There are already so many restaurants in London, and it seems that, trendy new ones pop into existence on a regular basis all around the city. I am all for trying new things, exotic cuisine, experimental concepts or minimal menus.
But all this newness can be tiring, and one can easily get bored of the predominant “pipe ceiling” look that can be seen everywhere in the East London restaurant scene.
For all of these reasons, it sometimes feels good to go back to timeless, classic, elegant French cuisine, most often accompanied by opulent and chic décor! This quest for refinement brought me and my companion to the iconic “Le Pont de la Tour”. It's just undergone a major change in décor and cuisine, moving from Modern British back to French.
Opened in 1991 by Sir Terence Conran as part of the Butler’s Wharf Gastrodrome, the restaurant sits in a Grade II listed Victorian warehouse built between 1871 and 1873.
With its spectacular riverside location (quite unique at the time) overlooking Tower Bridge, Le Pont de la Tour became one of the capital’s most iconic restaurants, welcoming many distinguished guests such as the Blairs and the Clintons.
On the occasion of its 24th anniversary, the restaurant has been completely refurbished and is now headed by Chef Frederick Forster, former Roux scholarship winner, previously working at The Boundary Restaurant and Rooftop in Shoreditch.
The restaurant and bar have kept their refined look and gained a more contemporary feel. Everything is darker, slicker and the opulent gold patterned ceiling evoke roaring twenties glamour.
One of my favourite spots however is the terrace, with its amazing view of the river and Tower Bridge. We asked to dine outside even though the air was very cold; they kindly accepted, fired up the overhead heaters, and offered us a very romantic and exclusive meal: we were the only two guests that had ventured outside!
When it comes to food, if French cuisine is your thing, then you will be more than happy with what’s on offer. All the classics are here: from Foie gras, to Sole Meuniere, to Crepe Suzette! But you can also find some more modern dishes as well, all very simply and elegantly presented, created to showcase the quality and the freshness of British products.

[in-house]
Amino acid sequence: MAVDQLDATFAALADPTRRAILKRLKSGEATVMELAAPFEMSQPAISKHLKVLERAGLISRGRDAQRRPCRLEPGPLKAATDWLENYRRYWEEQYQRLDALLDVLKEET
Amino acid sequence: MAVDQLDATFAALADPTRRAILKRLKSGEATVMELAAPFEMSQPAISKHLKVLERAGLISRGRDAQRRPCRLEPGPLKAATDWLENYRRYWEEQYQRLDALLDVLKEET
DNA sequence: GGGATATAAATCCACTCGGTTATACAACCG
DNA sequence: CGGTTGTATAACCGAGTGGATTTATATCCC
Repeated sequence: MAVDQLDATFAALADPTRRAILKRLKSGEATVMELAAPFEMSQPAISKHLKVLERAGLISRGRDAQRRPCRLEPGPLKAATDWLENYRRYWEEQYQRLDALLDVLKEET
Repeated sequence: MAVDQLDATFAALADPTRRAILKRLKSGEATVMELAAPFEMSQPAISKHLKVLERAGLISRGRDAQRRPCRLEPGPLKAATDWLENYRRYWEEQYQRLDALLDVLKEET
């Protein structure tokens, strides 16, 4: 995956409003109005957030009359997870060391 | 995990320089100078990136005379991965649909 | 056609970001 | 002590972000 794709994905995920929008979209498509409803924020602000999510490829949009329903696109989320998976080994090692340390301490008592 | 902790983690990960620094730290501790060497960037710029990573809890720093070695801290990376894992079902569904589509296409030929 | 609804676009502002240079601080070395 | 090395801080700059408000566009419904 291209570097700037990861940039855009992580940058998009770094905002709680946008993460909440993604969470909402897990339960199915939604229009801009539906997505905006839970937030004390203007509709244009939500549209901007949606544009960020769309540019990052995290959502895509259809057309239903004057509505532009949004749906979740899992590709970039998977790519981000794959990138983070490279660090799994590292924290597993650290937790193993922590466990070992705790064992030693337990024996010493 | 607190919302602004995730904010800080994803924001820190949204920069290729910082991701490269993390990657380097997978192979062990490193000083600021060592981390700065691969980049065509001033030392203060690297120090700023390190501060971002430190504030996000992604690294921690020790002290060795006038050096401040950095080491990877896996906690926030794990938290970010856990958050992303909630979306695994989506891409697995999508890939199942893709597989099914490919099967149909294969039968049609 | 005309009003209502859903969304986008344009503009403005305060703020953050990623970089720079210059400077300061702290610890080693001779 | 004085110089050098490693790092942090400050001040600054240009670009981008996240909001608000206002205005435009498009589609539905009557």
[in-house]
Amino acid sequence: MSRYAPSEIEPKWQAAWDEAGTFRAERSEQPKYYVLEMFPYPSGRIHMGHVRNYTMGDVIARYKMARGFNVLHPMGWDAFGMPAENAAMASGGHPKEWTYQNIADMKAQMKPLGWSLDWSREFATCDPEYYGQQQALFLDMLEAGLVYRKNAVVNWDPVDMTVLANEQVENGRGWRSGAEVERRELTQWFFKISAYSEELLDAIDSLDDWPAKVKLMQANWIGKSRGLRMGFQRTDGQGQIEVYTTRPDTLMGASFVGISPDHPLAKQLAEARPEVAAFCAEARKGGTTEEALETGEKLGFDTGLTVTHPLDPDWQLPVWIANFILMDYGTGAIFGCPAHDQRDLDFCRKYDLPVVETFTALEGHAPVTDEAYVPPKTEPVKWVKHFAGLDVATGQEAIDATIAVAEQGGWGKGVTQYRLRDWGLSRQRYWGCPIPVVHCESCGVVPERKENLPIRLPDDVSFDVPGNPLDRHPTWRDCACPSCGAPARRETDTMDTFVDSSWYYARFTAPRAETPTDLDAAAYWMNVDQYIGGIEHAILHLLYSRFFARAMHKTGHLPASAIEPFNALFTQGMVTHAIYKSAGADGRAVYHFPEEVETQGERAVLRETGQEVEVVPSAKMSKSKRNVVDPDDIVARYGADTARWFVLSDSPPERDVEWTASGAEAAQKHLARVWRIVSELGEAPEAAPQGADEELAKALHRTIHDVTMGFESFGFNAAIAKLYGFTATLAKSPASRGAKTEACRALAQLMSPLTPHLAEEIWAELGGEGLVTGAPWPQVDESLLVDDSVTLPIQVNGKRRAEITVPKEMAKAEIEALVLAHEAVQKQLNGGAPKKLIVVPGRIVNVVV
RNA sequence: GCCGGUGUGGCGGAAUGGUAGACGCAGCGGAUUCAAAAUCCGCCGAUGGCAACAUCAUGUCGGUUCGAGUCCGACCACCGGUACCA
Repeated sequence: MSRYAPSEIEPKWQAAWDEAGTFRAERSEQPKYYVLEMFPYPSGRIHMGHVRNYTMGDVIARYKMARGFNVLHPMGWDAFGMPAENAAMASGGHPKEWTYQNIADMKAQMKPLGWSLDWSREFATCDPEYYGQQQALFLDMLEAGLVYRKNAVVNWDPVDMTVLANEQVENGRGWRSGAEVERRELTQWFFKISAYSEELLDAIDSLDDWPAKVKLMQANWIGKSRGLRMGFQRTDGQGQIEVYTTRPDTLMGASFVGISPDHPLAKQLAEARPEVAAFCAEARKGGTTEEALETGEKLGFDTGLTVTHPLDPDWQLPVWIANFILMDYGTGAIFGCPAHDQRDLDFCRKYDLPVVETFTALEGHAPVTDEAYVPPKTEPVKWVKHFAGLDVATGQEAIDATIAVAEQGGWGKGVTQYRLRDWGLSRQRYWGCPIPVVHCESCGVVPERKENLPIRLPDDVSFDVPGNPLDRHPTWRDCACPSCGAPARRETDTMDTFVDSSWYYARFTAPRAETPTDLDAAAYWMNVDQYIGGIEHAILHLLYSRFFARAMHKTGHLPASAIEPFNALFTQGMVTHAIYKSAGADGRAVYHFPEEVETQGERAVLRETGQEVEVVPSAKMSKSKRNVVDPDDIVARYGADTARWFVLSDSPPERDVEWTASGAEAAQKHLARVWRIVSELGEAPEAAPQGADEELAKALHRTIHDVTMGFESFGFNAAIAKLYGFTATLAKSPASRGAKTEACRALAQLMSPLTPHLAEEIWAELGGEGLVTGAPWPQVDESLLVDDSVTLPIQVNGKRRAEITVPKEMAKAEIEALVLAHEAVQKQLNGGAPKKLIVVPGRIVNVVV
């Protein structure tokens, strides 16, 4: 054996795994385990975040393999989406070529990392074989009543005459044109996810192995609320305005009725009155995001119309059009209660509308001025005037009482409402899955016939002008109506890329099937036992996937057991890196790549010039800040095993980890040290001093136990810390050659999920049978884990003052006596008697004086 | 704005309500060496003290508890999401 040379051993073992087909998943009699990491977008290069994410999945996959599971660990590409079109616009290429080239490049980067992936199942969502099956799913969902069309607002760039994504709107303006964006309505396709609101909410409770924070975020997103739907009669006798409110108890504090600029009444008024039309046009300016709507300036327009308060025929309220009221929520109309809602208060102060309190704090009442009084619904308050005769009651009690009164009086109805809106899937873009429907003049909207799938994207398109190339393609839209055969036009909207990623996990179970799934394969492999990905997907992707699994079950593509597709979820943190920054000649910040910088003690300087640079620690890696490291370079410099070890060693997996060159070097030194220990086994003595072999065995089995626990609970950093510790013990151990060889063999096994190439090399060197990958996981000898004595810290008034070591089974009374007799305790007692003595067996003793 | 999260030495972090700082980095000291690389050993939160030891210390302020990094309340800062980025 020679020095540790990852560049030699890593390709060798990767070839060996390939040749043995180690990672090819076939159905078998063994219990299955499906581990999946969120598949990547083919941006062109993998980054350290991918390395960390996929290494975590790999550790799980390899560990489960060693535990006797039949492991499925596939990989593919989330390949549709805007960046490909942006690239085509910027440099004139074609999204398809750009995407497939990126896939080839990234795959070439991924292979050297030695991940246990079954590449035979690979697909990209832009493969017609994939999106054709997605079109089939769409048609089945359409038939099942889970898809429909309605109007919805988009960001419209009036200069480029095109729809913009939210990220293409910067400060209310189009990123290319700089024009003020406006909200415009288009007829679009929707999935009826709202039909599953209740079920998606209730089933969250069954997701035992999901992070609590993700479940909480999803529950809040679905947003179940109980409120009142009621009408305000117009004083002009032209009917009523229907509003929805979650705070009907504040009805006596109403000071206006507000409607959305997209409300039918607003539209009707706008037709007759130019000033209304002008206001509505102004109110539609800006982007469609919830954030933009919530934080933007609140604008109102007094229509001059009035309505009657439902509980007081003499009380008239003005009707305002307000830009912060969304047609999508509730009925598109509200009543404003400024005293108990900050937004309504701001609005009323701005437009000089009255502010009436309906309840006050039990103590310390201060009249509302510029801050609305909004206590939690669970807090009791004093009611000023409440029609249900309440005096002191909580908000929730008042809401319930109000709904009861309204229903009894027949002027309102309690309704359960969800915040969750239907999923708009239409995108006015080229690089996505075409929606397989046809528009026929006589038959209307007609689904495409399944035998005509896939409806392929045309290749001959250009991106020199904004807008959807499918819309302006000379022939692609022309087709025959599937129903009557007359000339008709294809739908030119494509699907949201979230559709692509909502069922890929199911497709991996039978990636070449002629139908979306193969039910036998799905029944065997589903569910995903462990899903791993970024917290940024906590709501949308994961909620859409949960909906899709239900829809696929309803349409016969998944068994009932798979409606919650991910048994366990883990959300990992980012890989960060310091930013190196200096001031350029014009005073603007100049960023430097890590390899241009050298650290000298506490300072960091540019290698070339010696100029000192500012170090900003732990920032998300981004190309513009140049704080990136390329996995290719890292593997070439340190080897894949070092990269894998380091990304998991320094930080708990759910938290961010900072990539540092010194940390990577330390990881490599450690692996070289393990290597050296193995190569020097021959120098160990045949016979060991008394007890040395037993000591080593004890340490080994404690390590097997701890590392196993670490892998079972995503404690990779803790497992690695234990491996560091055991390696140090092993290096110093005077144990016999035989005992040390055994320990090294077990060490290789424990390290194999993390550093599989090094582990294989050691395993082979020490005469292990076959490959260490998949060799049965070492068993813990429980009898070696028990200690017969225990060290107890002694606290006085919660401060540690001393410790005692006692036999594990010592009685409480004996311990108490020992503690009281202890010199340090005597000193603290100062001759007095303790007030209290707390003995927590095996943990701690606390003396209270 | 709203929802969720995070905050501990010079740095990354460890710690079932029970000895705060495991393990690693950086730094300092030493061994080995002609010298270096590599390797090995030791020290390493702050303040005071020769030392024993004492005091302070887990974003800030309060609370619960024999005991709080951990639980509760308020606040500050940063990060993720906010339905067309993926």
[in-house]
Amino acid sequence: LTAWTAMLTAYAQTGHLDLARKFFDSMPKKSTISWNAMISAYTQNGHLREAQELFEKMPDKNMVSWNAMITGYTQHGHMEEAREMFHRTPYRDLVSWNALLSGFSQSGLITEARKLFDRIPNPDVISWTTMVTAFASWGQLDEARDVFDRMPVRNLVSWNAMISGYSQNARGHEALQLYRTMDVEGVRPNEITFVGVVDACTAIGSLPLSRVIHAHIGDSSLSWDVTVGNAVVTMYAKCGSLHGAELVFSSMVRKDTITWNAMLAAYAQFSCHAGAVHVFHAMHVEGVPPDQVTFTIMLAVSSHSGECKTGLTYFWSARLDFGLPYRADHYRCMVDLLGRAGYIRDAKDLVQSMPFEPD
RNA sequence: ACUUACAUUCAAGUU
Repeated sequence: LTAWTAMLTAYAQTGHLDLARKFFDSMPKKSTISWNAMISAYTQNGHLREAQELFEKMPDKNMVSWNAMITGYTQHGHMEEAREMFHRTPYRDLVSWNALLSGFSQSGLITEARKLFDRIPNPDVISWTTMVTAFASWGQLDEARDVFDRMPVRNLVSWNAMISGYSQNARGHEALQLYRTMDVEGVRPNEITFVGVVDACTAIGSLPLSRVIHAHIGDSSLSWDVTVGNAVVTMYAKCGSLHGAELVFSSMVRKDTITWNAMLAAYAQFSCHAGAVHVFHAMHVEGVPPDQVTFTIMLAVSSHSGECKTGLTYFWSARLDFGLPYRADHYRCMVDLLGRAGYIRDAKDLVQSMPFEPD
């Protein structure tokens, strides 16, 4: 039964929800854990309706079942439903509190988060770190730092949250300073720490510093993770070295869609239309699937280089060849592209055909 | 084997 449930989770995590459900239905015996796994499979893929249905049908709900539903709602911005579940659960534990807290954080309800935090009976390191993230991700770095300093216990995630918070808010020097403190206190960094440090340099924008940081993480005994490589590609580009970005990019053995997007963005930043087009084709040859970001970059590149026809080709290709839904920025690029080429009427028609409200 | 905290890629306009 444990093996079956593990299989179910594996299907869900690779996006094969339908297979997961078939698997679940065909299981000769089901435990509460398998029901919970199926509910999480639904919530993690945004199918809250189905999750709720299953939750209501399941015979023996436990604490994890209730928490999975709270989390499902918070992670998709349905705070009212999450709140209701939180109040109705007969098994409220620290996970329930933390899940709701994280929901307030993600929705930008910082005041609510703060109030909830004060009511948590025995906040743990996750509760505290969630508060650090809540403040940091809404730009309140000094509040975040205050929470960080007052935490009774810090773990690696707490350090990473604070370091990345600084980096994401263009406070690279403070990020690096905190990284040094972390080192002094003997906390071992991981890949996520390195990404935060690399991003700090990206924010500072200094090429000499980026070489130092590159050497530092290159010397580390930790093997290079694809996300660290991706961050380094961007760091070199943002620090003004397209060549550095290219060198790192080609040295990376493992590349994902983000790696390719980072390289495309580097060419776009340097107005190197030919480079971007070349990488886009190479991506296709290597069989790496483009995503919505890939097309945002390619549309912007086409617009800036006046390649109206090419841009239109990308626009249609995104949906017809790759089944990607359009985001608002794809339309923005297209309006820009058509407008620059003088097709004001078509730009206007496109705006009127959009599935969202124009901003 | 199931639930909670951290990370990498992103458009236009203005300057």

We chose from the “A la carte” menu, as no set menus were available for the soft-launch and quickly settled on the Herb-crusted rack of lamb (for two, £24/pers) with its ratatouille and mashed potatoes, after seeing it served and looking absolutely delicious.
The choice of starters was trickier as many items were equally appealing; I finally opted for seared duck Foie Gras with roasted black Fig (£15), while my partner had Serrano ham, with goat cheese croquets and tomatoes (£9.50).
The whole food was heavenly, and complemented well our young Cote du Rhone wine (Les Gamins) (£8/glass). And finally, I could not resist the appeal of warm and boozy Crepe Suzette (£7.50) while my partner went for Bitter Chocolate and Mirabelle pave (£8).
Service was impeccable and the French waiter and sommelier were exactly what you can expect in a top class French restaurant: bringing you a touch of old school politeness and distinction!
The bar looked even more stylish than the restaurant in my opinion, but we did not have time to try their cocktails unfortunately.
The whole evening felt really special, partly because we had the whole terrace to ourselves, partly because we enjoyed a different style of restaurant experience that we are used to, and most certainly because of the food. Price-wise you need to count around £60/person for 3 courses and a glass of wine.
VERDICT If you are a nostalgic French person or in need for a special evening, I highly recommend Le Pont de la Tour and its terrace.
Le Pont de la Tour 36d Shad Thames Butler's Wharf London SE1 2YE
Nearest stations: Tower Bridge, London Bridge
020 7940 1833 www.lepontdelatour.co.uk